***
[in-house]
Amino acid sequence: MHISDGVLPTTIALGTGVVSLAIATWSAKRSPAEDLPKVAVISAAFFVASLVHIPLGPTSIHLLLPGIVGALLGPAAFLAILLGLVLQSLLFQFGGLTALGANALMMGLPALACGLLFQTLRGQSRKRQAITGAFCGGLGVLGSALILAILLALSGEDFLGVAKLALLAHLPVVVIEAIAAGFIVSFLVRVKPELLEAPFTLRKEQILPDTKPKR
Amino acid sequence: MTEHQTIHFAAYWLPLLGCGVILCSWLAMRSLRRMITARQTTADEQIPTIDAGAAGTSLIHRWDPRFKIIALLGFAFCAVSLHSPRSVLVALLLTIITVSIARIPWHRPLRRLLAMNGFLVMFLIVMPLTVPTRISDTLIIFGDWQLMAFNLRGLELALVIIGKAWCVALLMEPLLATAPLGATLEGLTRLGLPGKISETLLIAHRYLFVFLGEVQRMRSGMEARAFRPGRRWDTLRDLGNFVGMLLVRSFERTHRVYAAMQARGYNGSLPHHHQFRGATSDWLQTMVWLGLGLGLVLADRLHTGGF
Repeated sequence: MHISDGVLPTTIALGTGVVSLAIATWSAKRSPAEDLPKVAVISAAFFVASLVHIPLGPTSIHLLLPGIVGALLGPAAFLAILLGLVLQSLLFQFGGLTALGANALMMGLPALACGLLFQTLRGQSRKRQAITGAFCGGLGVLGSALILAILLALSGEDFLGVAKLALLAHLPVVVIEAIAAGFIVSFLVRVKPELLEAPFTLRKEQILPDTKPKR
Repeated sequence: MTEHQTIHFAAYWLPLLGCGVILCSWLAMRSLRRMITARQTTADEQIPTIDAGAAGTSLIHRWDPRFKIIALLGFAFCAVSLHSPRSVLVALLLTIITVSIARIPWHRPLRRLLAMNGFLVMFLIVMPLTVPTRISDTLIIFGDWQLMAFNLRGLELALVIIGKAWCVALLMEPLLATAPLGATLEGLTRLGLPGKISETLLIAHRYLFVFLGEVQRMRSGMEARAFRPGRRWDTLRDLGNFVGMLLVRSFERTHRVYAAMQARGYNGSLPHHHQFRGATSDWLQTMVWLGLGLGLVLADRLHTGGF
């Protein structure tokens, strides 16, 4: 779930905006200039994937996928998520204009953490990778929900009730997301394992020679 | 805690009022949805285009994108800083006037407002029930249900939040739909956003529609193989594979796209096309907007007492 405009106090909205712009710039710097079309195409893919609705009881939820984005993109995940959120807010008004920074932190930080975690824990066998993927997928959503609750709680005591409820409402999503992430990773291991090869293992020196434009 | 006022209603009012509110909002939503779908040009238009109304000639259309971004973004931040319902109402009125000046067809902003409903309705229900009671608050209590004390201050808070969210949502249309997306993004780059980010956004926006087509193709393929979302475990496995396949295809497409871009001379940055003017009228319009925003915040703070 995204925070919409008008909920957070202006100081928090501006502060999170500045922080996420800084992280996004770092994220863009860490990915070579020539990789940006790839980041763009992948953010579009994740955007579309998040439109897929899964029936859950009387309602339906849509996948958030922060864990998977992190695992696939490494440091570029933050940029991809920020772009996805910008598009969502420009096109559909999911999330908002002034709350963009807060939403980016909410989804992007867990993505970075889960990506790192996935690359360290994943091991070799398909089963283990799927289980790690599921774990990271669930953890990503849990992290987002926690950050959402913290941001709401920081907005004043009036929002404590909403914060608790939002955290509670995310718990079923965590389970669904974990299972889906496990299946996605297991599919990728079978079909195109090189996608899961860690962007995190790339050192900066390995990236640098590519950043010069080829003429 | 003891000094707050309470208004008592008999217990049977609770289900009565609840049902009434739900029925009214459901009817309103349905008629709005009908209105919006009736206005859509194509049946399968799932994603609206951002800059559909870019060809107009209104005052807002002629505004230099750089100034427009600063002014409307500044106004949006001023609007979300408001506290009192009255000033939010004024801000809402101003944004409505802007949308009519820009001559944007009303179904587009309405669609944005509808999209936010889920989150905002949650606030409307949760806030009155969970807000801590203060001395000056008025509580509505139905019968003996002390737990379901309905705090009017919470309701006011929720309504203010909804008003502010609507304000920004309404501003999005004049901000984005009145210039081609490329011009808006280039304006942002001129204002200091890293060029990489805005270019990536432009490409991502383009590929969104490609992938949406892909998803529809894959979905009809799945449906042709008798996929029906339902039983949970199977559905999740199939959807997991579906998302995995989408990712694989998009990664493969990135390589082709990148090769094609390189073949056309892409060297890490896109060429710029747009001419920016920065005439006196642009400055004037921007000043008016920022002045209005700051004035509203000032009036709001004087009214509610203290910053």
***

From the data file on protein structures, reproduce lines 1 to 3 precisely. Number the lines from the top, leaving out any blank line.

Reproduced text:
[in-house]
Amino acid sequence: MHISDGVLPTTIALGTGVVSLAIATWSAKRSPAEDLPKVAVISAAFFVASLVHIPLGPTSIHLLLPGIVGALLGPAAFLAILLGLVLQSLLFQFGGLTALGANALMMGLPALACGLLFQTLRGQSRKRQAITGAFCGGLGVLGSALILAILLALSGEDFLGVAKLALLAHLPVVVIEAIAAGFIVSFLVRVKPELLEAPFTLRKEQILPDTKPKR
Amino acid sequence: MTEHQTIHFAAYWLPLLGCGVILCSWLAMRSLRRMITARQTTADEQIPTIDAGAAGTSLIHRWDPRFKIIALLGFAFCAVSLHSPRSVLVALLLTIITVSIARIPWHRPLRRLLAMNGFLVMFLIVMPLTVPTRISDTLIIFGDWQLMAFNLRGLELALVIIGKAWCVALLMEPLLATAPLGATLEGLTRLGLPGKISETLLIAHRYLFVFLGEVQRMRSGMEARAFRPGRRWDTLRDLGNFVGMLLVRSFERTHRVYAAMQARGYNGSLPHHHQFRGATSDWLQTMVWLGLGLGLVLADRLHTGGF